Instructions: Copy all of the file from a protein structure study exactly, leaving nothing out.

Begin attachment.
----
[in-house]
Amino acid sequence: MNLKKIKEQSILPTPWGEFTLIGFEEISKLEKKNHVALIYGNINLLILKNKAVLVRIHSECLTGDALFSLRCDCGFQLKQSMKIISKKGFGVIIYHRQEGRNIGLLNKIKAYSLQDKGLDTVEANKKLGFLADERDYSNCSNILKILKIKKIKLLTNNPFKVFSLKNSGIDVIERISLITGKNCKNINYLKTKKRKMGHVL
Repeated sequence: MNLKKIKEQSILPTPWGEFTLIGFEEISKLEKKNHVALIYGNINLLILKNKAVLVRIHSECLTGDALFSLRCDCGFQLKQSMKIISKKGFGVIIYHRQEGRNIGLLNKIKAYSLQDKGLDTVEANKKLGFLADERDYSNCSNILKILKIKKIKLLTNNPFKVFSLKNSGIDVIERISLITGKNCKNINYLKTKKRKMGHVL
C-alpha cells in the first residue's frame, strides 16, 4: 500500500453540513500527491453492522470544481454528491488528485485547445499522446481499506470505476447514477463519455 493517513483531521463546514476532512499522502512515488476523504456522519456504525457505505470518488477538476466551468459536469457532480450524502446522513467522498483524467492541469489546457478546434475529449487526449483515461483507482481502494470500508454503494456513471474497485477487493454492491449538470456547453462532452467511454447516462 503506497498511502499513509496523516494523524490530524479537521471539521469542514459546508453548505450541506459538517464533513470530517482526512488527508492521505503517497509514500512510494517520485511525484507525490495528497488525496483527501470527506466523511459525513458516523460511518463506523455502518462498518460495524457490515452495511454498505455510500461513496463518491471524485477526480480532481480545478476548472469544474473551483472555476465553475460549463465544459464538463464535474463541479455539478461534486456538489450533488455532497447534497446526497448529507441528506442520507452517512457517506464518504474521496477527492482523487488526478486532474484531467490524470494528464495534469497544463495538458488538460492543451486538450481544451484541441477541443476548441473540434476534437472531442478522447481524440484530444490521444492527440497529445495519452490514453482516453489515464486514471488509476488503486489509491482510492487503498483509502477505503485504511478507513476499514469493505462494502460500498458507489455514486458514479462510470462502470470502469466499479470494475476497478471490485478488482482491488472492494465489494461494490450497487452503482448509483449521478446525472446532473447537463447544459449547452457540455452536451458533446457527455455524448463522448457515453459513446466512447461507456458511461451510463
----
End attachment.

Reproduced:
[in-house]
Amino acid sequence: MNLKKIKEQSILPTPWGEFTLIGFEEISKLEKKNHVALIYGNINLLILKNKAVLVRIHSECLTGDALFSLRCDCGFQLKQSMKIISKKGFGVIIYHRQEGRNIGLLNKIKAYSLQDKGLDTVEANKKLGFLADERDYSNCSNILKILKIKKIKLLTNNPFKVFSLKNSGIDVIERISLITGKNCKNINYLKTKKRKMGHVL
Repeated sequence: MNLKKIKEQSILPTPWGEFTLIGFEEISKLEKKNHVALIYGNINLLILKNKAVLVRIHSECLTGDALFSLRCDCGFQLKQSMKIISKKGFGVIIYHRQEGRNIGLLNKIKAYSLQDKGLDTVEANKKLGFLADERDYSNCSNILKILKIKKIKLLTNNPFKVFSLKNSGIDVIERISLITGKNCKNINYLKTKKRKMGHVL
C-alpha cells in the first residue's frame, strides 16, 4: 500500500453540513500527491453492522470544481454528491488528485485547445499522446481499506470505476447514477463519455 493517513483531521463546514476532512499522502512515488476523504456522519456504525457505505470518488477538476466551468459536469457532480450524502446522513467522498483524467492541469489546457478546434475529449487526449483515461483507482481502494470500508454503494456513471474497485477487493454492491449538470456547453462532452467511454447516462 503506497498511502499513509496523516494523524490530524479537521471539521469542514459546508453548505450541506459538517464533513470530517482526512488527508492521505503517497509514500512510494517520485511525484507525490495528497488525496483527501470527506466523511459525513458516523460511518463506523455502518462498518460495524457490515452495511454498505455510500461513496463518491471524485477526480480532481480545478476548472469544474473551483472555476465553475460549463465544459464538463464535474463541479455539478461534486456538489450533488455532497447534497446526497448529507441528506442520507452517512457517506464518504474521496477527492482523487488526478486532474484531467490524470494528464495534469497544463495538458488538460492543451486538450481544451484541441477541443476548441473540434476534437472531442478522447481524440484530444490521444492527440497529445495519452490514453482516453489515464486514471488509476488503486489509491482510492487503498483509502477505503485504511478507513476499514469493505462494502460500498458507489455514486458514479462510470462502470470502469466499479470494475476497478471490485478488482482491488472492494465489494461494490450497487452503482448509483449521478446525472446532473447537463447544459449547452457540455452536451458533446457527455455524448463522448457515453459513446466512447461507456458511461451510463